Independence also came on the heels of a disastrous famine, that killed over one million people in Bengal in 1943. This famine occurred in part because the British authorities failed to implement the provisions of the famine code -- illustrating that the most sophisticated technical system is valueless unless it is used.
The outrage caused by this famine intensified demands for immediate independence after the Second World War, and also ensured that a commitment to famine prevention would be at the top of the new government's political priorities.
Hunger had begun to emerge as a site of political contestation in the decades before independence, but it was in the wake of the Bengal famine of 1943 that Indian nationalists tied the promise of independence to the guarantee of food for all, drawing upon novel critiques of India's political economy.
The memory of famines during the British colonial period has strongly shaped the narrative, and consequently the mental model, that underlies the framing of food policy in India.
If governments had imported limited amounts of food and taken responsibility for its distribution, prices could have been brought under control and famines could have been averted. Since independence in 1947, India has pursued such policies. Unlike what happened in China between 1958 and 1960, there have been no large-scale famines in India in the post-war period. A relatively open society and timely identification of food shortages are the prerequisites for success of a policy aimed at preventing famines.
India provides the best example of a country that has successfully averted famine since Independence in 1947, despite repeated droughts and enduring chronic poverty. ... Since 1947, the Famine Codes — now renamed Scarcity Manuals — have been continually updated and improved. Their provisions have frequently been implemented -- most notably in 1966, 1973 and 1987. In all cases, they have prevented severe food shortages from degenerating into famine.
The independent nation has repeatedly defied gloomy predictions of outright famine. Yet India has remained in the thrall of pervasive malnutrition since independence, its citizens less food secure than those of any sub- Saharan African state.
Shortly after independence, the import of food (PL-480 packages from the United States) following the severe drought in the mid-1960s was seen as a tremendous embarrassment to the pride of a young nation. Consequently, emphasis was placed on maximizing national production of food by focusing on the most fertile regions of the country, and then distributing surplus food from these regions to those with food deficits through a centralized public distribution system. The green revolution in the late 196os/early 1970s accelerated agricultural growth at the national level and as Sen (1999) argues, 'Famines are easy to prevent if there is a serious effort to do so, and a democratic government, facing elections and criticisms from opposition partics and independent newspapers, cannot help but make such an effort.' In his opinion the establishment of a multi-party political system and a free press after independence were instrumental in preventing further famines in India.
Famine in India was endemic during the years of British rule, and given the tripling of the Indian population since independence one might have expected famines to increase. Yet there has never been a serious famine in independent India. The presence of opposition parties and a free press has made the government far more responsive to local needs than it ever was under colonial or autocratic rule. One has only to contemplate the experience of China to appreciate the magnitude of this difference. There 30 million peasants died of starvation in the late 1950s and early 1960s — by far the greatest famine anywhere in the world at any time in history — as a direct resule of Mao Zedong's failed Great Leap Forward. Indeed, this ability to prevent famine may be one of democracy's greatest contributions. The Nobel Prize-winning economist Amartya Sen has written that 'no famine has ever taken place in the history of the world in a functioning democracy — be it economically rich (as in contemporary Western Europe or North America) or relatively poor (as in postindependence India, or Botswana, or Zimbabwe).'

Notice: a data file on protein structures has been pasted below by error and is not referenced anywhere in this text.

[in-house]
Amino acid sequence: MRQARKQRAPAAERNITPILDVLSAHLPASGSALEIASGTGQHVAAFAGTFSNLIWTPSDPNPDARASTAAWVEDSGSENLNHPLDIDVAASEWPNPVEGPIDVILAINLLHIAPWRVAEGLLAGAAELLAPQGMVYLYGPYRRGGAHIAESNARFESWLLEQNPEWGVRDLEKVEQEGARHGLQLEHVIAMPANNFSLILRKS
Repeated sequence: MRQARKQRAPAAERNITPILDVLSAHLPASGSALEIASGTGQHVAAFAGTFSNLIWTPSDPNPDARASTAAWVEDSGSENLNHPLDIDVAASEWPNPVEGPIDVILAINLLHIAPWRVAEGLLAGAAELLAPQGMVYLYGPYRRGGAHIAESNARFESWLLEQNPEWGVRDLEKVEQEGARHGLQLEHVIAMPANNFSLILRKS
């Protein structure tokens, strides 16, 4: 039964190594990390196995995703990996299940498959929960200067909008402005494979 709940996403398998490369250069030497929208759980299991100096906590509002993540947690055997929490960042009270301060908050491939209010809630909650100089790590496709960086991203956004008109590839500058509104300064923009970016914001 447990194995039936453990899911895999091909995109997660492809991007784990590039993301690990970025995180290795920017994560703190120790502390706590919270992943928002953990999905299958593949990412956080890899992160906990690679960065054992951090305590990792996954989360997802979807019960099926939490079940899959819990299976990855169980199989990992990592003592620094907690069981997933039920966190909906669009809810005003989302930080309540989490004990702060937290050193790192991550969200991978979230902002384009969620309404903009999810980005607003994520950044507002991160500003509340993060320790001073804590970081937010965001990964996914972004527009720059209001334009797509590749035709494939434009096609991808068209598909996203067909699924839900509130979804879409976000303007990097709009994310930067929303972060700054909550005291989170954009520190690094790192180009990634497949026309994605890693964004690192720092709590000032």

The crucial methodological questions addressed in the regression analysis of cohorts of indentured workers in this paper is the effect of recruitment year on the pattern of change in height by birth cohort. In comparing recruits for Mauritius, Natal and Fiji, we have emphasized that varying recruitment conditions, besides long-term changes in disease and nutrition, influenced average height. ... The second and more general influence on recruiting patterns was the influence of famine. There were a number of substantial famines in India during the 19th century. Those which most affected the north Indian recruiting areas occurred in 1836–1836, 1866–1867, 1873–1874, 1878–1879, 1892, 1896–1897, 1899–1900.
Despite any whimsy in implementation, the clarity of Gandhi's political vision and the skill with which he carried the reforms in 1920 provided the foundation for what was to follow: twenty-five years of stewardship over the freedom movement. He knew the hazards to be negotiated. The British must be brought to a point where they would abdicate their rule without terrible destruction, thus assuring that freedom was not an empty achievement. To accomplish this he had to devise means of a moral sort, able to inspire the disciplined participation of millions of Indians, and equal to compelling the British to grant freedom, if not willingly, at least with resignation. Gandhi found his means in non-violent satyagraha. He insisted that it was not a cowardly form of resistance; rather, it required the most determined kind of courage.